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Indian Case Summary

Mithoolal Nayak vs Life Insurance Corporation Of … on 15 January, 1962 – Case Summary

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In the case of Mithoolal Nayak vs Life Insurance Corporation of India, adjudicated by the Supreme Court of India on 15th January 1962, the court examined the validity of a life insurance policy and the implications of fraudulent suppression of material facts by the policyholder. The case was presided over by Justice S.K. Das, along with Justices K. Subbarao and Raghubar Dayal.

Facts of the Case

In 1942, Mithoolal Nayak (M) sent a proposal for the insurance of his life. He was examined by Dr. D, who submitted two reports, one with the proposal form and one confidential. The confidential report indicated that M was anaemic, had a dilated heart, and his right lung showed indications of an old attack of pneumonia or pleurisy. This proposal lapsed due to non-completion of the medical examination as required by the insurance company.

In 1944, M made a second proposal for insurance of his life. He did not disclose any of his ailments and falsely stated that he had not consulted any medical man for any ailment within the last five years. After a medical examination by Dr. K, the proposal was accepted, and a policy for Rs. 25,000/- was issued on March 13, 1945. The policy lapsed for non-payment of premium but was revived in July 1946. In November 1946, M died. His assignee, the appellant, made a demand for Rs. 26,000/- but the Company repudiated it on the ground that the policy had been obtained by deliberate mis-statement and fraudulent suppression of material facts.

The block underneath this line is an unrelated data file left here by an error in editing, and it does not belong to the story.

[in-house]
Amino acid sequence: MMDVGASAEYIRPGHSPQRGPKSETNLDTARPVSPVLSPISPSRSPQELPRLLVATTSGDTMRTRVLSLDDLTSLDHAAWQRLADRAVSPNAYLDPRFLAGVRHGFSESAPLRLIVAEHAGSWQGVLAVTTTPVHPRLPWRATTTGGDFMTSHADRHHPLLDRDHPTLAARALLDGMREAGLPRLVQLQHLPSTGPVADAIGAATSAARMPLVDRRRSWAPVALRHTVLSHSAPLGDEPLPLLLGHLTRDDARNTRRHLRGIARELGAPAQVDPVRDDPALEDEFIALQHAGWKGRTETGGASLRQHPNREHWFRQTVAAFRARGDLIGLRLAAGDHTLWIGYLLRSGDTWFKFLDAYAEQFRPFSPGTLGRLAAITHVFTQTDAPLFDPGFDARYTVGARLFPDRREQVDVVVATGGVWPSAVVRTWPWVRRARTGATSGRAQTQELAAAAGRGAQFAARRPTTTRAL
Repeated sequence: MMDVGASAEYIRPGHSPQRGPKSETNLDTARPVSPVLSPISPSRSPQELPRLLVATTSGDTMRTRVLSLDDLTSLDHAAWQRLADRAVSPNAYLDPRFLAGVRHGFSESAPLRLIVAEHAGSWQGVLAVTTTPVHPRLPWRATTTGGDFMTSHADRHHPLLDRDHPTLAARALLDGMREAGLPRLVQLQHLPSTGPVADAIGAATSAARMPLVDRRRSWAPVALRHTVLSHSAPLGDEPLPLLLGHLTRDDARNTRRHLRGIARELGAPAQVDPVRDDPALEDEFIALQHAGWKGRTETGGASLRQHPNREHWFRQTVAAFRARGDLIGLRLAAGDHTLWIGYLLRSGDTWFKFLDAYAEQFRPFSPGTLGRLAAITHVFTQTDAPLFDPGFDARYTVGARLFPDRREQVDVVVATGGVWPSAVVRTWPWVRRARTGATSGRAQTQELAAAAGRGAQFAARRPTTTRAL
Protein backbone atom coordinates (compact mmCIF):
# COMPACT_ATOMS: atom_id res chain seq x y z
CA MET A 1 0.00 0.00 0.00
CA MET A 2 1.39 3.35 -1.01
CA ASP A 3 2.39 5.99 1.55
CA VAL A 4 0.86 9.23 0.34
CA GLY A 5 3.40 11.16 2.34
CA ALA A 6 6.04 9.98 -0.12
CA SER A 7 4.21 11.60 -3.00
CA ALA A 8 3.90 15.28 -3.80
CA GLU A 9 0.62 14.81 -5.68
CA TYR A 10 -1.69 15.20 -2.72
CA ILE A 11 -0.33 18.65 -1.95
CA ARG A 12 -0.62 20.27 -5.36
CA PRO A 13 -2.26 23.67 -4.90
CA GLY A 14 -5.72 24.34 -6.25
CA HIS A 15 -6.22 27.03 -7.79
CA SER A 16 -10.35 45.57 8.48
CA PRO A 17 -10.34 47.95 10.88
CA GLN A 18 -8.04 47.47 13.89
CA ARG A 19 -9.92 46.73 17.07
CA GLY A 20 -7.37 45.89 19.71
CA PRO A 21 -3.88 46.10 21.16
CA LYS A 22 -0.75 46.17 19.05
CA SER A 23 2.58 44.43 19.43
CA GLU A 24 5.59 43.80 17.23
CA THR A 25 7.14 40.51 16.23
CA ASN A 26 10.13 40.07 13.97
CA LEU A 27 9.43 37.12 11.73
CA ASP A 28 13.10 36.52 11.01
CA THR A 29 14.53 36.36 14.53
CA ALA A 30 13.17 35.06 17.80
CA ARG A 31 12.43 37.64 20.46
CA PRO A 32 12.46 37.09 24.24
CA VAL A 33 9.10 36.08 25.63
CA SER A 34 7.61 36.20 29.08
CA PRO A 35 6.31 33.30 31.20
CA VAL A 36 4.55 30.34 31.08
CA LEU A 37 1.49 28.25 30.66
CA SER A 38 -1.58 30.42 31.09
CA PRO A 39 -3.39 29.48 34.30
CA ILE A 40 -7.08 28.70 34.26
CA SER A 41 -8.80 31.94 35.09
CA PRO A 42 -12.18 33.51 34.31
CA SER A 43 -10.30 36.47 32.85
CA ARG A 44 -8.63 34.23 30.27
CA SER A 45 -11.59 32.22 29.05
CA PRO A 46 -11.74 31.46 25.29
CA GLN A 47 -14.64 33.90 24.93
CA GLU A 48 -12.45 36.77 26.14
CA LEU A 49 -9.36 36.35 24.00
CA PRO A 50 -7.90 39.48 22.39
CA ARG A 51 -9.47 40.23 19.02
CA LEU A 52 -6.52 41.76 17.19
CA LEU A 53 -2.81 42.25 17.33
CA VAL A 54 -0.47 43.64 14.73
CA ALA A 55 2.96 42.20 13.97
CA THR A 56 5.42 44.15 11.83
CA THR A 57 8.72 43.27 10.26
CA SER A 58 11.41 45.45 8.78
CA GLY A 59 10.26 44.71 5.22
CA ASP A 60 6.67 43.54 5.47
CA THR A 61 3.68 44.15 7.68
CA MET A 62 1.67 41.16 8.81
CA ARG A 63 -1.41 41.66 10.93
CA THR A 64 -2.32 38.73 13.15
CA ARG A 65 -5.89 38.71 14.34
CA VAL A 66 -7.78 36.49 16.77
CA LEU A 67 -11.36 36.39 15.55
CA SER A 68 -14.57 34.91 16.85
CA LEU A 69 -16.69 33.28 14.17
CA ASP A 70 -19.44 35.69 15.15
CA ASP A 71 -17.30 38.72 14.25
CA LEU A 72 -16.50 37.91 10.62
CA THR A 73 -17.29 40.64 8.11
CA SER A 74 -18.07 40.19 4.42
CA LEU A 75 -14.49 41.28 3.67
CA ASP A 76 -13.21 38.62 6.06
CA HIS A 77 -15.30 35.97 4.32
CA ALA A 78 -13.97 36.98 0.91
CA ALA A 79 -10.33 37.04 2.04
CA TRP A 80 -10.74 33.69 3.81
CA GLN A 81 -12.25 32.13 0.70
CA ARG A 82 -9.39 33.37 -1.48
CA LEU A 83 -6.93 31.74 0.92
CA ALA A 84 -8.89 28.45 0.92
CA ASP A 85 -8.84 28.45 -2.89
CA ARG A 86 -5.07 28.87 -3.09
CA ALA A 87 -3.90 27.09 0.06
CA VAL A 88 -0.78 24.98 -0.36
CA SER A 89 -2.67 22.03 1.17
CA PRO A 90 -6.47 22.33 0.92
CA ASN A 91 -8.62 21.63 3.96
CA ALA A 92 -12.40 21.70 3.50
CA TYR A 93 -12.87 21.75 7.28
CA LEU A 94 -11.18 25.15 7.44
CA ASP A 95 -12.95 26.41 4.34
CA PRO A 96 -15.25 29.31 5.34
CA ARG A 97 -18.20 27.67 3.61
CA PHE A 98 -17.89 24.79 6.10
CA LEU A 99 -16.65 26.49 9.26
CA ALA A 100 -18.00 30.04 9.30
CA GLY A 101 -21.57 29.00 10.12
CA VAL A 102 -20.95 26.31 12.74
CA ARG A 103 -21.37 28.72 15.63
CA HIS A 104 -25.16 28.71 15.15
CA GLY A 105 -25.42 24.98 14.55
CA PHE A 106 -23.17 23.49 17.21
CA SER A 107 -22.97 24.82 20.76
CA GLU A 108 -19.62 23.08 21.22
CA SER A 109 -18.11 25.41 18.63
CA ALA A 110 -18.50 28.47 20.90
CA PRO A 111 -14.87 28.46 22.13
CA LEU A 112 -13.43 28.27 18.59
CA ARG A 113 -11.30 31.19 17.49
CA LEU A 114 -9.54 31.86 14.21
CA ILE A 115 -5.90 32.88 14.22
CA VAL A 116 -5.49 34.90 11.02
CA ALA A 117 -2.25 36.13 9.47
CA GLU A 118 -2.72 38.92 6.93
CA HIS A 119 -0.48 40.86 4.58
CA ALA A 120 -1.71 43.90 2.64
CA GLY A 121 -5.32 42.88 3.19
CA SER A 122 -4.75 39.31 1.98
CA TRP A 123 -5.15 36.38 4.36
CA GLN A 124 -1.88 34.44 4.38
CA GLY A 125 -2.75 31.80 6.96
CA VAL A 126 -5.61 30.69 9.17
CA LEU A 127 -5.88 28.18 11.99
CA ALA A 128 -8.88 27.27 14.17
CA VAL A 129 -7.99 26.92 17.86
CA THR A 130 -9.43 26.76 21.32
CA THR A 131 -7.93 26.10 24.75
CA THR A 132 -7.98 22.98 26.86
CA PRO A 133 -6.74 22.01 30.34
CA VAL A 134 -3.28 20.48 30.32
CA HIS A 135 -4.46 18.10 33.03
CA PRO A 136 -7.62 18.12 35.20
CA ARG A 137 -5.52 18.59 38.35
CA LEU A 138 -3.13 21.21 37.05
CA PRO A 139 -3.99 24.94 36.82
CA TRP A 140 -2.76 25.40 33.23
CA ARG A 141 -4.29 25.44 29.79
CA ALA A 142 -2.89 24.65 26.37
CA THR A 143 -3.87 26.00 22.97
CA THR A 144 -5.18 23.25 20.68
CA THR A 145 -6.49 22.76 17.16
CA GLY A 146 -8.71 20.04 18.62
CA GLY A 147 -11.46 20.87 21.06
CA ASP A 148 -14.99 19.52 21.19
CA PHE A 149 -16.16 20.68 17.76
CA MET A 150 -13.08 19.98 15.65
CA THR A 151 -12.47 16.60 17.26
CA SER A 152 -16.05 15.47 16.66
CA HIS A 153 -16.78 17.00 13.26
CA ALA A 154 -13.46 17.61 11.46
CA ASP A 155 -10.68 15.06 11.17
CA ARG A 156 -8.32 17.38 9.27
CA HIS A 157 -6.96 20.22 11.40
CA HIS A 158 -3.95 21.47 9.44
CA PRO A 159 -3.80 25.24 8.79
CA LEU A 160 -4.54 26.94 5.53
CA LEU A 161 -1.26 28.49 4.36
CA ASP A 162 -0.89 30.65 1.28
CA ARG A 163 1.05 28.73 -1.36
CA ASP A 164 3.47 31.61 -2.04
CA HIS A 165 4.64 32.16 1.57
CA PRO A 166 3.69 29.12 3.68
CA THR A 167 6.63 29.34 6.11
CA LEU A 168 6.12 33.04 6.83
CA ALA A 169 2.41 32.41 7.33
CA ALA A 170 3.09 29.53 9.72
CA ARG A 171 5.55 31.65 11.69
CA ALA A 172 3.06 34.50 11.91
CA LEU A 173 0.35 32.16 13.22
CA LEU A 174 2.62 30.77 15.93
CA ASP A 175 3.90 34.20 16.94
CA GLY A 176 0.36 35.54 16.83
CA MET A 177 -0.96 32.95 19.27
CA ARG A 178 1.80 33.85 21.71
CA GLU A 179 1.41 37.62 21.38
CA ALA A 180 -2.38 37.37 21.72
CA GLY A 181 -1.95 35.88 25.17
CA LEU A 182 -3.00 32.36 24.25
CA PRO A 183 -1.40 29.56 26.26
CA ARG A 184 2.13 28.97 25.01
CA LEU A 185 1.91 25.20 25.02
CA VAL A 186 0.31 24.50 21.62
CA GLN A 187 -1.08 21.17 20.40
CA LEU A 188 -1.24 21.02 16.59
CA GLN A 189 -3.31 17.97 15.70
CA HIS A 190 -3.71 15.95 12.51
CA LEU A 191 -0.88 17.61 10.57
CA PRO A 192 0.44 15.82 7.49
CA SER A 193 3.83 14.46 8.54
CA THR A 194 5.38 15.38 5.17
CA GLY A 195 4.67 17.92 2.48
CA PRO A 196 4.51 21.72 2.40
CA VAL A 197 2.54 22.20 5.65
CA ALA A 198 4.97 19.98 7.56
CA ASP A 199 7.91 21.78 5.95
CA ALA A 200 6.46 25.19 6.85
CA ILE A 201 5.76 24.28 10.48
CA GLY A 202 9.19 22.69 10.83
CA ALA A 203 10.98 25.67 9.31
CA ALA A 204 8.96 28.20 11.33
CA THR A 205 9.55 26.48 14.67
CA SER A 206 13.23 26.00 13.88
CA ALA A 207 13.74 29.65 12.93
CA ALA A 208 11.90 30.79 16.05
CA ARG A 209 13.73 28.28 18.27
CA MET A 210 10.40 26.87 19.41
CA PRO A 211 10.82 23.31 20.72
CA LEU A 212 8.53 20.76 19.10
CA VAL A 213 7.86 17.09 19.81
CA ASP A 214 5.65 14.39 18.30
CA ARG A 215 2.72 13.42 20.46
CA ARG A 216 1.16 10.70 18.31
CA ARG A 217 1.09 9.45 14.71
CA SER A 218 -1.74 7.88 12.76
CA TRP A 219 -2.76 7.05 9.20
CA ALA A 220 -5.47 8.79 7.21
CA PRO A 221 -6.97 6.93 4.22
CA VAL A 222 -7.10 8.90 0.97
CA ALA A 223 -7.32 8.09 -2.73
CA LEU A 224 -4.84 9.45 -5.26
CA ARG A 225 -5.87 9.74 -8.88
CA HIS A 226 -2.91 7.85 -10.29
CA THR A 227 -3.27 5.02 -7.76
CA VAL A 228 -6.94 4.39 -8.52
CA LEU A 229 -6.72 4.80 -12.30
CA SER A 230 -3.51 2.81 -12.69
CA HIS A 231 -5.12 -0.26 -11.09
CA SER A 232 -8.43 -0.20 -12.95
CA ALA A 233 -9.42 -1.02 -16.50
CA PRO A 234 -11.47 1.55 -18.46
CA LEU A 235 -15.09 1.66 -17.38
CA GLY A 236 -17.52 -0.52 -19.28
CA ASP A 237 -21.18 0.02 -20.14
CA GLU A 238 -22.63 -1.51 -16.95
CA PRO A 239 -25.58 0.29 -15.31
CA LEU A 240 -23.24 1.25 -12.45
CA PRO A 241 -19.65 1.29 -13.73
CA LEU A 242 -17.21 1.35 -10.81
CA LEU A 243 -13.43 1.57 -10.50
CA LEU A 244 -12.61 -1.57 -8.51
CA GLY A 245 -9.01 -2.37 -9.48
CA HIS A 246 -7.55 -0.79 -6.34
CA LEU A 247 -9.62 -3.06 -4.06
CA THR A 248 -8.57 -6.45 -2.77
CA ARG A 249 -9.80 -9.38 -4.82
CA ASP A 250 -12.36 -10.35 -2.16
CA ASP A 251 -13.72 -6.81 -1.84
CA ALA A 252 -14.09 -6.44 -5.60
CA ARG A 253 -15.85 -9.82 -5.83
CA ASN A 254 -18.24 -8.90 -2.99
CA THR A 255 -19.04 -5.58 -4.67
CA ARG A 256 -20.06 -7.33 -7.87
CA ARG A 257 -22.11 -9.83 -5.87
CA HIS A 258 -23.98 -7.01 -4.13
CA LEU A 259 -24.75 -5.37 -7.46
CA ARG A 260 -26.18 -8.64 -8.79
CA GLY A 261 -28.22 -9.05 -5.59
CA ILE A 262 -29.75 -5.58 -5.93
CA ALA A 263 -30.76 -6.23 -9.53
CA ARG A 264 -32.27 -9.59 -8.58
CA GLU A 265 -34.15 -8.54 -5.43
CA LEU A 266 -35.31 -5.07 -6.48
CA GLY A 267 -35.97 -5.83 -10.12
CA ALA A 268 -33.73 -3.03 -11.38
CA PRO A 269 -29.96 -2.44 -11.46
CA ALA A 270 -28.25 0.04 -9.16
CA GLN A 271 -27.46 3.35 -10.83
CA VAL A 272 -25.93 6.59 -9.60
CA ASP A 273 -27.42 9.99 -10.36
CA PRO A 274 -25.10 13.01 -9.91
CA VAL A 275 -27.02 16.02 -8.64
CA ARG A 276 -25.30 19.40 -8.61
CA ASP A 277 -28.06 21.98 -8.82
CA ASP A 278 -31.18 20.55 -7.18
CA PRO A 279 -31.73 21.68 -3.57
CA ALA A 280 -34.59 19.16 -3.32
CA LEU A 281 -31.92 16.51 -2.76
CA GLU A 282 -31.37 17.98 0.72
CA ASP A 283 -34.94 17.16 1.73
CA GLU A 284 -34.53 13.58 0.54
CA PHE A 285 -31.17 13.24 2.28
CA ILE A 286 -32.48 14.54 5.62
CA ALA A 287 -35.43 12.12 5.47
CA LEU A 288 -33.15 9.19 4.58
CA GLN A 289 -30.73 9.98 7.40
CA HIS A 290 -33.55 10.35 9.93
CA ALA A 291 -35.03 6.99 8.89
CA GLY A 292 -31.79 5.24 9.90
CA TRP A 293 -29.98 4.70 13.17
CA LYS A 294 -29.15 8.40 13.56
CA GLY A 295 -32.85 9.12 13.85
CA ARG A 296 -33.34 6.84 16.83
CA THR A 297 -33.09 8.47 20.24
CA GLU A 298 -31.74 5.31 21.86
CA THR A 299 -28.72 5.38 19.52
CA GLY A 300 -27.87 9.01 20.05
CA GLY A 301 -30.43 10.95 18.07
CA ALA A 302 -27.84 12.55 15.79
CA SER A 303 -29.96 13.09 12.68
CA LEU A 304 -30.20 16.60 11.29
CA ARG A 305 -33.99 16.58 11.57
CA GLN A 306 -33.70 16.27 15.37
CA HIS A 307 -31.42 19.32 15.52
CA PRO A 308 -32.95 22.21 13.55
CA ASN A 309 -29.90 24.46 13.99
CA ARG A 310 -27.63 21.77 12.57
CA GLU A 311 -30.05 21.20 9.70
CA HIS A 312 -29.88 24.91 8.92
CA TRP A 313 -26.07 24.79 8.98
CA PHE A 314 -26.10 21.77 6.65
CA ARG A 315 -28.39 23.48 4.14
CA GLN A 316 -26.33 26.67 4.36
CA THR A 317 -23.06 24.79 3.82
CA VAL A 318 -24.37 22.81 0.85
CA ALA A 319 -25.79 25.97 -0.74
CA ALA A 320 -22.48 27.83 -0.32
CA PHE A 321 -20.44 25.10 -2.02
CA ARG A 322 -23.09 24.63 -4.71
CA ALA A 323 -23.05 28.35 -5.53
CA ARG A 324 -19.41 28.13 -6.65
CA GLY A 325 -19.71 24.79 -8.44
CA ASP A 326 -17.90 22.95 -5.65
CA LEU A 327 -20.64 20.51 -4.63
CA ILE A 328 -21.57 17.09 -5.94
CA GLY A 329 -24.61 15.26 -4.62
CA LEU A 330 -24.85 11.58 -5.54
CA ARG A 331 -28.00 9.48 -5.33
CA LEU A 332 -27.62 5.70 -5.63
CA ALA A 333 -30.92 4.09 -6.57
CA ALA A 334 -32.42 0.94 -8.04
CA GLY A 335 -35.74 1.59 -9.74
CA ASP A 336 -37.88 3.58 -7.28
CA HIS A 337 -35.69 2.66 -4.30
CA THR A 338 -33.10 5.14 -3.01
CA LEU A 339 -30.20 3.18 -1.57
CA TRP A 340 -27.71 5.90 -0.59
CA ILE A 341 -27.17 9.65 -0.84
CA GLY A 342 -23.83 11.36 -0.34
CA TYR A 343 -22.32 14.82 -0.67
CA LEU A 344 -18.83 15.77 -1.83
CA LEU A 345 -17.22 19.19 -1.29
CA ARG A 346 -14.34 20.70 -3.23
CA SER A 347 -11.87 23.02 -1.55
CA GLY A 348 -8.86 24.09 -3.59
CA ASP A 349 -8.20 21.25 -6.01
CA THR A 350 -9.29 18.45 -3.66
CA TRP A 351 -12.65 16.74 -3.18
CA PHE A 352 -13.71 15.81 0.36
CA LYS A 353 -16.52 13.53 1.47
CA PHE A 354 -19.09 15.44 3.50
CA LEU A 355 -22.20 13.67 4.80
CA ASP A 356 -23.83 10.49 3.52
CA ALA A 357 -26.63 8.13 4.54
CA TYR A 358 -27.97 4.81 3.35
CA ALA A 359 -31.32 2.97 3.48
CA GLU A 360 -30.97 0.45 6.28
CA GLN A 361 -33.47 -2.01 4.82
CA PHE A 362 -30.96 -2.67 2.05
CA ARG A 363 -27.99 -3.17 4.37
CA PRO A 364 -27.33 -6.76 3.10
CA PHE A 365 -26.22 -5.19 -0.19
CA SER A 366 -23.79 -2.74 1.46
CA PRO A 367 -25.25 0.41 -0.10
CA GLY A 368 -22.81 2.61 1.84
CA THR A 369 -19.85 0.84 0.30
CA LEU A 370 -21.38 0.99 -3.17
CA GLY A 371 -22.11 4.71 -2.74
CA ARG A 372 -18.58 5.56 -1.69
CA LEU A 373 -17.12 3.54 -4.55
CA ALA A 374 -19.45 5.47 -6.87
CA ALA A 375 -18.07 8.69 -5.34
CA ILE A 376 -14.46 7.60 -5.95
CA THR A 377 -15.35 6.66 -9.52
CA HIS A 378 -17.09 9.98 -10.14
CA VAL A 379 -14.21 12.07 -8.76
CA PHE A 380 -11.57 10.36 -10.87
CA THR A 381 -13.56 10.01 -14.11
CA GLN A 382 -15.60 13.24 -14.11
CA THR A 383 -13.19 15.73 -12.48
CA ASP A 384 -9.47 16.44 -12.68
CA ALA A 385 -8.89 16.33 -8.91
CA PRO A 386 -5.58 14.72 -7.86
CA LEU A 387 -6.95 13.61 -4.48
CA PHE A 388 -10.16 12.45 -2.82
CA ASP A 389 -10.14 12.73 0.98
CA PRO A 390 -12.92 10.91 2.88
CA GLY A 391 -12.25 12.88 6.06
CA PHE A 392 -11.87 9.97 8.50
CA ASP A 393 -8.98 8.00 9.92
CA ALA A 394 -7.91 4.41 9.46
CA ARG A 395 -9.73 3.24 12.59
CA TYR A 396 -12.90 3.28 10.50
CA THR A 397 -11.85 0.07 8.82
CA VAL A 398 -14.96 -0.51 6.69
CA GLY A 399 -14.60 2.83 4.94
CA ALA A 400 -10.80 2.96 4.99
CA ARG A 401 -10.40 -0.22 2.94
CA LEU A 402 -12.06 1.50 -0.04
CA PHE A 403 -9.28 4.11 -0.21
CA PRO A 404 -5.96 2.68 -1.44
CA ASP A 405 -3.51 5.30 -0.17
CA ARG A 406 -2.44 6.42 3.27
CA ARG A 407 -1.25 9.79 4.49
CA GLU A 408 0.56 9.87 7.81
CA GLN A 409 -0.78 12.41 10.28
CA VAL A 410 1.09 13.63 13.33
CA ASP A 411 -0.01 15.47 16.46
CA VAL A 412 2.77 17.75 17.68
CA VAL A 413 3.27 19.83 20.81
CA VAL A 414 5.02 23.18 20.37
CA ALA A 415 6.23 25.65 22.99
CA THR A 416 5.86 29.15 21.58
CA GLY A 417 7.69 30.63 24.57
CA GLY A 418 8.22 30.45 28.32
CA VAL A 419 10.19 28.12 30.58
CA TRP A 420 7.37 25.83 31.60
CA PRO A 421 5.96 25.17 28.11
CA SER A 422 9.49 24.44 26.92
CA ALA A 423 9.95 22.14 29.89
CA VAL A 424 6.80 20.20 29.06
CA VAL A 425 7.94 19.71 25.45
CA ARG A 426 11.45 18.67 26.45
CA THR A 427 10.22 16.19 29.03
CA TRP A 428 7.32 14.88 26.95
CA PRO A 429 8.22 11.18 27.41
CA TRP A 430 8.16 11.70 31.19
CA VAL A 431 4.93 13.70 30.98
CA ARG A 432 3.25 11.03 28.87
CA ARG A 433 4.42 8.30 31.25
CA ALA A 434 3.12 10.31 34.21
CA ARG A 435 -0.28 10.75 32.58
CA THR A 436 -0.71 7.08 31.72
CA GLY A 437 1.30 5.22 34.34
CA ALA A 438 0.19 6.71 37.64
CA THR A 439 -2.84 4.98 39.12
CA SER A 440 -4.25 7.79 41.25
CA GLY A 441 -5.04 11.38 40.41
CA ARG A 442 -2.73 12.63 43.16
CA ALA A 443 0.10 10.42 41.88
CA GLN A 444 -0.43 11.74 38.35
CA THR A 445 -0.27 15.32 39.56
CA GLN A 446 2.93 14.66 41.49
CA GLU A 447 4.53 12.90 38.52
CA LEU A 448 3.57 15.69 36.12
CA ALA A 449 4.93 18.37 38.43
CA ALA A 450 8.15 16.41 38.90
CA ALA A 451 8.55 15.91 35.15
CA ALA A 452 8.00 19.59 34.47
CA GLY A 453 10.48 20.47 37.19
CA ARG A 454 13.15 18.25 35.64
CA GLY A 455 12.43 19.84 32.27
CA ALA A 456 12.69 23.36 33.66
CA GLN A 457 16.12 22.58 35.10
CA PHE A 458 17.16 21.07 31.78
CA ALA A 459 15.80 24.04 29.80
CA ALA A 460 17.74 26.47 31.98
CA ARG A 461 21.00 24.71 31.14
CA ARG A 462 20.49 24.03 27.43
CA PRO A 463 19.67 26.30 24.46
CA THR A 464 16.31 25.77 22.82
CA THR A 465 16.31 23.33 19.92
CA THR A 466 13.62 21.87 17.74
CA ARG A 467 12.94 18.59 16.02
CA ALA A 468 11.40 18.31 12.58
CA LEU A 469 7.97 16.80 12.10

Issues Raised

The appellant filed a suit to recover the amount of the policy contending that section 45 of the Insurance Act barred the company from calling in question the policy after two years on the ground that any statement made in the proposal was inaccurate or false.

Court’s Observations

The court held that the policy-holder was guilty of fraudulent suppression of material facts relating to his health and the Company was entitled to avoid the contract. Section 45 of the Insurance Act applied to the case as two years had lapsed since the policy was effected. The court further held that the company was entitled to repudiate the contract even after the expiry of two years if three conditions were fulfilled: (a) the statement was on a material matter or there was suppression of facts which it was material to disclose; (b) the suppression was fraudulently made by the policy-holder, and (c) the policy-holder must have known at the time of the making of the statement that it was false or that it suppressed facts which it was material to disclose.

The court also held that the appellant was not entitled even to a refund of the money paid as premium as one of the terms of the policy was that all monies paid belonged to the company if the policy was vitiated by fraudulent suppression of material facts.

Conclusion

The case of Mithoolal Nayak vs Life Insurance Corporation of India is a landmark case that underscores the importance of full and honest disclosure by the policyholder at the time of taking a life insurance policy. It also highlights the implications of fraudulent suppression of material facts and the insurer’s right to repudiate the contract in such cases.